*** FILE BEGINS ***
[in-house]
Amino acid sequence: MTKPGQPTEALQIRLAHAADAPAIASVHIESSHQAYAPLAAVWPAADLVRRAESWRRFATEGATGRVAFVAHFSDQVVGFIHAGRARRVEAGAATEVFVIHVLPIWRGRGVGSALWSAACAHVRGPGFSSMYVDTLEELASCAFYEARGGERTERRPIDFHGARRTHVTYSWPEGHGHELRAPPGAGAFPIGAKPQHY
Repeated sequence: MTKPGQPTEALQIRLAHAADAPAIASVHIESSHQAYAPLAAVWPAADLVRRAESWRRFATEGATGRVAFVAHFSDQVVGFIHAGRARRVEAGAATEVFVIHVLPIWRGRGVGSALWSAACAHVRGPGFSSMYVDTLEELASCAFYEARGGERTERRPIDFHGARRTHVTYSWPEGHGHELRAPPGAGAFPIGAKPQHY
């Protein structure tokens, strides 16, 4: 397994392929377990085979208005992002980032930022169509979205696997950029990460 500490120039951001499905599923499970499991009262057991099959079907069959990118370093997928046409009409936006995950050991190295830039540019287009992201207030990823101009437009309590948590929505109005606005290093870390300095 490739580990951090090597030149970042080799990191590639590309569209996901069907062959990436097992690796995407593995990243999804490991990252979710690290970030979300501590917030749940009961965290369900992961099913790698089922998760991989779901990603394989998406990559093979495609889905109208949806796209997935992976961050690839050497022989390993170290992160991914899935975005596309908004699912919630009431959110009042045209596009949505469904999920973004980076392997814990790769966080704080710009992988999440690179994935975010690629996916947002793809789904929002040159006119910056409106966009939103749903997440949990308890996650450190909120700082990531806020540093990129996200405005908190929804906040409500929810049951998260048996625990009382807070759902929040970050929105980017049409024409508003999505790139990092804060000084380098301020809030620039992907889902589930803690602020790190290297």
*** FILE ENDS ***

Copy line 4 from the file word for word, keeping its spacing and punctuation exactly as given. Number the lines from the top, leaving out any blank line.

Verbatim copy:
């Protein structure tokens, strides 16, 4: 397994392929377990085979208005992002980032930022169509979205696997950029990460 500490120039951001499905599923499970499991009262057991099959079907069959990118370093997928046409009409936006995950050991190295830039540019287009992201207030990823101009437009309590948590929505109005606005290093870390300095 490739580990951090090597030149970042080799990191590639590309569209996901069907062959990436097992690796995407593995990243999804490991990252979710690290970030979300501590917030749940009961965290369900992961099913790698089922998760991989779901990603394989998406990559093979495609889905109208949806796209997935992976961050690839050497022989390993170290992160991914899935975005596309908004699912919630009431959110009042045209596009949505469904999920973004980076392997814990790769966080704080710009992988999440690179994935975010690629996916947002793809789904929002040159006119910056409106966009939103749903997440949990308890996650450190909120700082990531806020540093990129996200405005908190929804906040409500929810049951998260048996625990009382807070759902929040970050929105980017049409024409508003999505790139990092804060000084380098301020809030620039992907889902589930803690602020790190290297």